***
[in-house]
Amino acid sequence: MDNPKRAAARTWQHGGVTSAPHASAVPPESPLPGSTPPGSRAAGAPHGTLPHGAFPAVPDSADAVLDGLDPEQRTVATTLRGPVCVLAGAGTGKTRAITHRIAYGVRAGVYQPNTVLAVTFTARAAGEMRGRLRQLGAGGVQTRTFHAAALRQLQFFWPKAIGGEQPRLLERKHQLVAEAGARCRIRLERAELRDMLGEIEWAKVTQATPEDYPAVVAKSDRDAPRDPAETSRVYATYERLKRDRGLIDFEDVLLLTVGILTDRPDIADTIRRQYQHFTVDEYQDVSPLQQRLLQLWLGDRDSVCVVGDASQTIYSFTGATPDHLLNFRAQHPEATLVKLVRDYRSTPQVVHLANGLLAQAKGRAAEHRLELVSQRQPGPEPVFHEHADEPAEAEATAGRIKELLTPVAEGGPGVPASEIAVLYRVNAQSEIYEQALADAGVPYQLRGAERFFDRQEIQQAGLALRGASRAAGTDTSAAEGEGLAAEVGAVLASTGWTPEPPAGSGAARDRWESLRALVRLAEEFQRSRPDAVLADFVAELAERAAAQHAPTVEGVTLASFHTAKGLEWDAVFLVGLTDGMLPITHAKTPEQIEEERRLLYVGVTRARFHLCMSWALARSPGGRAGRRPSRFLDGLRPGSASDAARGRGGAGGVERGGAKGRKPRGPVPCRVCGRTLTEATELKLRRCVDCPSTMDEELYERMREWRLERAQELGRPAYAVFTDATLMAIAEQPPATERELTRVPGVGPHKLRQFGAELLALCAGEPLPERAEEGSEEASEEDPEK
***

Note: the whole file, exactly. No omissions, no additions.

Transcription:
[in-house]
Amino acid sequence: MDNPKRAAARTWQHGGVTSAPHASAVPPESPLPGSTPPGSRAAGAPHGTLPHGAFPAVPDSADAVLDGLDPEQRTVATTLRGPVCVLAGAGTGKTRAITHRIAYGVRAGVYQPNTVLAVTFTARAAGEMRGRLRQLGAGGVQTRTFHAAALRQLQFFWPKAIGGEQPRLLERKHQLVAEAGARCRIRLERAELRDMLGEIEWAKVTQATPEDYPAVVAKSDRDAPRDPAETSRVYATYERLKRDRGLIDFEDVLLLTVGILTDRPDIADTIRRQYQHFTVDEYQDVSPLQQRLLQLWLGDRDSVCVVGDASQTIYSFTGATPDHLLNFRAQHPEATLVKLVRDYRSTPQVVHLANGLLAQAKGRAAEHRLELVSQRQPGPEPVFHEHADEPAEAEATAGRIKELLTPVAEGGPGVPASEIAVLYRVNAQSEIYEQALADAGVPYQLRGAERFFDRQEIQQAGLALRGASRAAGTDTSAAEGEGLAAEVGAVLASTGWTPEPPAGSGAARDRWESLRALVRLAEEFQRSRPDAVLADFVAELAERAAAQHAPTVEGVTLASFHTAKGLEWDAVFLVGLTDGMLPITHAKTPEQIEEERRLLYVGVTRARFHLCMSWALARSPGGRAGRRPSRFLDGLRPGSASDAARGRGGAGGVERGGAKGRKPRGPVPCRVCGRTLTEATELKLRRCVDCPSTMDEELYERMREWRLERAQELGRPAYAVFTDATLMAIAEQPPATERELTRVPGVGPHKLRQFGAELLALCAGEPLPERAEEGSEEASEEDPEK